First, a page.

It was a day of Dutch delights and drizzles, of chocolate dreams and city schemes. But as they say in Amsterdam, a little rain never hurt anyone – especially when there’s chocolate involved! We started the morning with scrumptious breakfast at the Carrousel pancake house.  Fueled and ready to go! A quick 20 minutes train ride took us to Zaance Schance, an open-air museum and village.  Known for its well-preserved historic windmills and picturesque houses, Zaanse Schans offers a quintessential Dutch experience. Visitors to the area can explore a slice of the 18th and 19th centuries with authentic wooden houses and artisanal workshops.  It’s a living, working community where traditional Dutch crafts like cheese making and clog carving are still practiced.  Unfortunately, the weather didn’t cooperate, and we cut our visit short, and went to find a sit down lunch place. We grabbed a quick lunch, hopped into an Uber to Zaandam for a stroll down its main street, and we were soon on an Amsterdam-bound train.
Back in the heart of the city,  we walked to Tony’s Chocolonely store, one my kids’ favorite chocolate brands. You can make custom chocolate bars, and while our sweet creations took form, we strolled to Dam Square, the historical center of the city and a tourist hustle. A few notable buildings surround the square – the Royal Palace, the National Monument, Madame Tussauds Amsterdam, and the Nieuwe Kerk (New Church).  I got my shopping therapy at a gigantic two-level TJ Maxx, while Chris took the kids to get some ice cream. That night, we  had dinner reservations at Café-Restaurant. It had a good variety of dishes at reasonable prices and clean industrial design vibe inside.

Day 5: Tea house, De Poezenboot, Upside Down museum

Amsterdam, with its picturesque canals and rich history, offers a wide array of unique experiences, such as “The Smallest House in Amsterdam” located at Oude Hoogstraat 22. This tiny house, measuring only 2.02 meters wide and 5 meters deep, is a charming tea room and shop. The Salon de Thé inside offers 2 upstairs rooms where you can enjoy a selection of fine teas and pastries. The space is very limited, and advance reservations are necessary. 
After sampling some teas, we rushed to our next reservation at the Depoezenboot, or ‘Catboat’,  a feline shelter boat, where visitors get a chance to play with its residents.  I really liked the concept, and the admission price helps with the care for the animals. Reservations are required, though there were a few walk ins as well.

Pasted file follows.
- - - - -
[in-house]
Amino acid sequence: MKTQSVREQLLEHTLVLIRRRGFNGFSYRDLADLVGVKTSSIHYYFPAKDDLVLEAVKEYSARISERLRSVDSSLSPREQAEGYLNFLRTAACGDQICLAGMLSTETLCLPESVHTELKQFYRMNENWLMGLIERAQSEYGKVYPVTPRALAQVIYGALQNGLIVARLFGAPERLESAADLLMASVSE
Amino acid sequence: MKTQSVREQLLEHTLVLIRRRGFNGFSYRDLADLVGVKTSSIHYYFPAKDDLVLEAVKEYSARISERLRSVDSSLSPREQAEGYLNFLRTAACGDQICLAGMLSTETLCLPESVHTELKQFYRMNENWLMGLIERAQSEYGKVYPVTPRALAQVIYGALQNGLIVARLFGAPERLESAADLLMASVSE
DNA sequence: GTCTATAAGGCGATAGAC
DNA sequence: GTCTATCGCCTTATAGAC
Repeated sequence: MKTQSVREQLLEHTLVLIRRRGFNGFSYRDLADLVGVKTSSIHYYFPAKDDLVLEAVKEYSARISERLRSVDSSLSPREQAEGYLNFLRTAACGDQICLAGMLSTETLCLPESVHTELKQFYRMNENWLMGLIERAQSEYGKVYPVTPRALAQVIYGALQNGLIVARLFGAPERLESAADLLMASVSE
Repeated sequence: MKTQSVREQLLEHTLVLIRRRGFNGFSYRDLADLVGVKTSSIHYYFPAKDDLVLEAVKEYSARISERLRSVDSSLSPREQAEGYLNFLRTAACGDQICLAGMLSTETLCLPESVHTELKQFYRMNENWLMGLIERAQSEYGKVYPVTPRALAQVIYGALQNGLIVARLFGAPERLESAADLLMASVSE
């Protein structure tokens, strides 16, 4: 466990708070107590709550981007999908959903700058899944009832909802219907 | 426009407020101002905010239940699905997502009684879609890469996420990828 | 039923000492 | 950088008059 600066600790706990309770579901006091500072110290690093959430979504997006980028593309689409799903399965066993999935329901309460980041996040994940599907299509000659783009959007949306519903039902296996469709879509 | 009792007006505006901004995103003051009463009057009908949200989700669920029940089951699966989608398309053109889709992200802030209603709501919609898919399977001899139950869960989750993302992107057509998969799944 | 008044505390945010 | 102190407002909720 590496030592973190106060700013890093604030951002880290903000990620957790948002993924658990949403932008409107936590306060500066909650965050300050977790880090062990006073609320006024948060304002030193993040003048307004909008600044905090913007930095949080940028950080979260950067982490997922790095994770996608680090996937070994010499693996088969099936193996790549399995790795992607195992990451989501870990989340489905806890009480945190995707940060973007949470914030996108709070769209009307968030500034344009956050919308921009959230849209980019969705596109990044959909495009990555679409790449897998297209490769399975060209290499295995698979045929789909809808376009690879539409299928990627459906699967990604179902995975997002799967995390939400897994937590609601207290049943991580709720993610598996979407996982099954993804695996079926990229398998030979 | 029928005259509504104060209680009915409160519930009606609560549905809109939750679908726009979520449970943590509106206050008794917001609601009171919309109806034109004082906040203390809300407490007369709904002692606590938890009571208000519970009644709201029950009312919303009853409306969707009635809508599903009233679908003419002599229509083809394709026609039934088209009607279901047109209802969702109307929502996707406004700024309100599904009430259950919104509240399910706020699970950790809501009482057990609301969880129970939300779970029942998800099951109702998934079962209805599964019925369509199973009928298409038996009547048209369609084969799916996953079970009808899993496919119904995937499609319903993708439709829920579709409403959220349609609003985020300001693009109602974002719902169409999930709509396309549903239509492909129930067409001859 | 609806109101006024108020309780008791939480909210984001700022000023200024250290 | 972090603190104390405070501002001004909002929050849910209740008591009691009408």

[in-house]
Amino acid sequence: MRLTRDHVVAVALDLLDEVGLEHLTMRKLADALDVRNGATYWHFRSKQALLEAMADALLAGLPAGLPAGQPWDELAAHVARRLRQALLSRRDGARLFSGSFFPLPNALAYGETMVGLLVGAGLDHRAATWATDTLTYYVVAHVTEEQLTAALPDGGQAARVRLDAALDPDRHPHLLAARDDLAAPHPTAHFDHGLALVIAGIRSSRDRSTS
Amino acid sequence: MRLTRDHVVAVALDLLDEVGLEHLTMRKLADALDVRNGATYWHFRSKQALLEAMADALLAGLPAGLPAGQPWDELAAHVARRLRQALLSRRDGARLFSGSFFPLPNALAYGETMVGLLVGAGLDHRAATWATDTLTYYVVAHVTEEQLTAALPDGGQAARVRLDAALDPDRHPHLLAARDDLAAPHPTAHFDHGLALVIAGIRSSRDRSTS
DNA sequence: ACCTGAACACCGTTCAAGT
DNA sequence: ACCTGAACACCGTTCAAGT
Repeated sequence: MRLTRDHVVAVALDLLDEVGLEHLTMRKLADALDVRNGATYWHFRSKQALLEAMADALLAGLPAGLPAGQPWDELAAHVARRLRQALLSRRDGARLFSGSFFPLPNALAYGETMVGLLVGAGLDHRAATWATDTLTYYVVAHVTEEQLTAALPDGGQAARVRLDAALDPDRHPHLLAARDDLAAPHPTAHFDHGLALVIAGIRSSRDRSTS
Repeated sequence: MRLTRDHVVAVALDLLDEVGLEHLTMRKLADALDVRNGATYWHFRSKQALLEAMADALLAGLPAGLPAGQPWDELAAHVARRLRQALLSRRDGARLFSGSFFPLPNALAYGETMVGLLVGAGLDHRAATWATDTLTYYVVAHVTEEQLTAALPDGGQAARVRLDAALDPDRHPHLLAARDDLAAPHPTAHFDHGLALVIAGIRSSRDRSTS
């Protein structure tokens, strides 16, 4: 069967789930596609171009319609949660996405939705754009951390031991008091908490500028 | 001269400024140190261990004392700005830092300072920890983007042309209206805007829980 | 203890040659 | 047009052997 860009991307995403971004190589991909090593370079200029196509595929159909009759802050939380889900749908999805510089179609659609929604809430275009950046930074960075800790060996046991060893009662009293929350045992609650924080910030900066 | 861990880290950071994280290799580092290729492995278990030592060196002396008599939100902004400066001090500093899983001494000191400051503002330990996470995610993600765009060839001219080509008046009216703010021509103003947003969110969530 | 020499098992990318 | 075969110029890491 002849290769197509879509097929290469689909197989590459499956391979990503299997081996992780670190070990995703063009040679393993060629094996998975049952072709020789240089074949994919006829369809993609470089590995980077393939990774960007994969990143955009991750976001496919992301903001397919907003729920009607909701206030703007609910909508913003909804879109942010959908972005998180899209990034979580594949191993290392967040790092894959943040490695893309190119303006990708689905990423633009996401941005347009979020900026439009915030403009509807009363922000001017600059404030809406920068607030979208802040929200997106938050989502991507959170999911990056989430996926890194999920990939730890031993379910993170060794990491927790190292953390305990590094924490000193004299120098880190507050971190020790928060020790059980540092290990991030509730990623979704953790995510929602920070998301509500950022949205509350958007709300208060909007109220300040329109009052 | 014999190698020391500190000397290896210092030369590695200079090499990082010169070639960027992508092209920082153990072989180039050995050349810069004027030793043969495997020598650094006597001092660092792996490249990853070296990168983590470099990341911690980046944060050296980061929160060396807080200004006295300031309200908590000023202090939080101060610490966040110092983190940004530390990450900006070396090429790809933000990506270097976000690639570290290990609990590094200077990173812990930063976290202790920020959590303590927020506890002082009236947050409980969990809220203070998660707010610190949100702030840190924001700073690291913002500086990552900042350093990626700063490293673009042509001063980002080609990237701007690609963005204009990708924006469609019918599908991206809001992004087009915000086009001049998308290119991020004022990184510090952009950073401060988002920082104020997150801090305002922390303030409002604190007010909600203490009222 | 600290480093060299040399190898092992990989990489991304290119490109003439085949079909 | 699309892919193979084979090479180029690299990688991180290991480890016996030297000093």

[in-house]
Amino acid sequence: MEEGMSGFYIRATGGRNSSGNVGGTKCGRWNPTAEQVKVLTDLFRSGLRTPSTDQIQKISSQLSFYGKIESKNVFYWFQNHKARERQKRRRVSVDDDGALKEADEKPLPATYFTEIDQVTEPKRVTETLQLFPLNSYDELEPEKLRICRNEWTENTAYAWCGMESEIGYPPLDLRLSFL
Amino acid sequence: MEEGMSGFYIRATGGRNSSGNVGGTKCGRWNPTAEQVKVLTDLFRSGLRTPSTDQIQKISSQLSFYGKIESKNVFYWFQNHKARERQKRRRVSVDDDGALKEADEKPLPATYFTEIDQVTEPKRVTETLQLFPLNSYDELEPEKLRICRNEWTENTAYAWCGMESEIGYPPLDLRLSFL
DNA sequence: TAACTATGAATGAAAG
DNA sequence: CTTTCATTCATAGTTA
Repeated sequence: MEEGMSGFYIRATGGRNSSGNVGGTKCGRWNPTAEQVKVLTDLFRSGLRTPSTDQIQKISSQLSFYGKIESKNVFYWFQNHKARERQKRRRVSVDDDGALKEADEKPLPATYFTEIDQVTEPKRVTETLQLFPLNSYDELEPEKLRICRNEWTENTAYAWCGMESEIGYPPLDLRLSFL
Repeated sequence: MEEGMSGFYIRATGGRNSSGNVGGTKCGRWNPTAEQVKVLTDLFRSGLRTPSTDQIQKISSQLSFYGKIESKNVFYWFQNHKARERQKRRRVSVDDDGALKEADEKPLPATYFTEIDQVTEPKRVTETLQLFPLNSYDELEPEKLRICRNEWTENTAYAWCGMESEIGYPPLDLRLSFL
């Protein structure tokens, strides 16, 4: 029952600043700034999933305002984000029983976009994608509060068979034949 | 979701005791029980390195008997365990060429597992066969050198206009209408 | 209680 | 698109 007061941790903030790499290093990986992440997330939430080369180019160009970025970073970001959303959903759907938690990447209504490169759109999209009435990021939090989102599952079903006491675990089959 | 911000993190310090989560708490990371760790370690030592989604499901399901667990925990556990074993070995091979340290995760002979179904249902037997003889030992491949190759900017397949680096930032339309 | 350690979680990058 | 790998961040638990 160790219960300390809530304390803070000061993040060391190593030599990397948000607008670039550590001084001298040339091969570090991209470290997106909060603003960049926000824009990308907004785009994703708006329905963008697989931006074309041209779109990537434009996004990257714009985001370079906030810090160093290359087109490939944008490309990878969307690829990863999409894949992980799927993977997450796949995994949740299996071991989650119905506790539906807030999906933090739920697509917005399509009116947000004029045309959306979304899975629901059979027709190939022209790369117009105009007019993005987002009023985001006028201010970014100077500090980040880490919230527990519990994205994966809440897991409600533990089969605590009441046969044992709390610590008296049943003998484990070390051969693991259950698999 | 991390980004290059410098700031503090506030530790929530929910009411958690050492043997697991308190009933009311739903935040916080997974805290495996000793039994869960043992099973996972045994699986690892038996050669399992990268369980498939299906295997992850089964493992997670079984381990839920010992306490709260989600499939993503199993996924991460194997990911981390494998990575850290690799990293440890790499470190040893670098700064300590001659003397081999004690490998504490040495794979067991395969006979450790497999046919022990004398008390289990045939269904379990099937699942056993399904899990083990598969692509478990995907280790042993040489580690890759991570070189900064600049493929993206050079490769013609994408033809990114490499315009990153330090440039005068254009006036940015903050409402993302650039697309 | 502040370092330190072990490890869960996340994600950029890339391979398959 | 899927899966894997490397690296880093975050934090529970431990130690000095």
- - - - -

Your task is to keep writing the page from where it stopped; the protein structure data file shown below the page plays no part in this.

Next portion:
In the afternoon, we took a bus to the Upside Down Museum. The museum offer a fun and interactive way to experience illusions, with rooms designed to challenge your perception and provide quirky photo opportunities.

After the museum, we came back to the center and decided to check out more trendy, indie boutiques around the De Pijp neighborhood.  

For dinner, we went to Sotto Pizza, an authentic Italian pizzeria serving wood-fired Neapolitan pizzas, following the traditional methods of pizza making, using a wood-fired oven and high-quality ingredients imported from Italy.A great spot for casual dining, full of locals, and with a menu that’s sure to satisfy a pizza lover.

Upside down Museum
De Peozenboot residents

Day 6: Keukenhof Tulip Gardens, Haarlem

No Amsterdam adventure is fully complete without a trip to the Keukenhof Tulip Gardens! Since there is no direct train from Amsterdam, we opted for the 45-minute Uber ride. We were dropped off right at the entrance, ready to tiptoe through the tulips.

The tulips were still in their early blooming stage and it was a bit of a garden in the making. Yet, I can only imagine how beautiful the gardens would unfold in the weeks to come. It was like catching a sneak peek before tulips fully blossomed and the crowds stormed the park!

Afterwards, we headed for Haarlem, a town dripping in history with old cobblestone streets lined with boutiques, cafes, and art galleries. The town square, crowned by St. Bravo’s Church, played backdrop to our late lunch at a nearby restaurant. Many eateries weren’t open until dinner, so it took us a while to find a place to sit down. We took a quick train ride back to Amsterdam, and a leisurely walk to our hotel to relax before dinner.

Dinner was a return to the 9 straatjes, and we hit the fondue jackpot at Restaurant Smelt. Imagine the most delicious fondue in a warm and cozy setting! Another epic day – tulips, historic towns, and a fondue finale.

Day 7: Day trip to Antwerp

After an instagram worthy pancake breakfast at the Breakfast Club and a comical attempt at boarding the right tram (spoiler alert: we didn’t make it), we eventually triumphed and landed at the central train station. Fashionably late, of course.

With no set plans, we scanned the train tables for times and ticket prices, and decided on Antwerp, a mere 1.5-hour ride away from Amsterdam.

We strolled through the heart of the town, soaking in the sights and savoring the charm of Antwerp.

Belgium welcomed us with sunny weather, and more importantly, with Belgian chocolate. Girls indulged in Belgian waffles for lunch, while we went for seafood extravaganza at Fish a’Gogo featuring mussels and other aquatic wonders.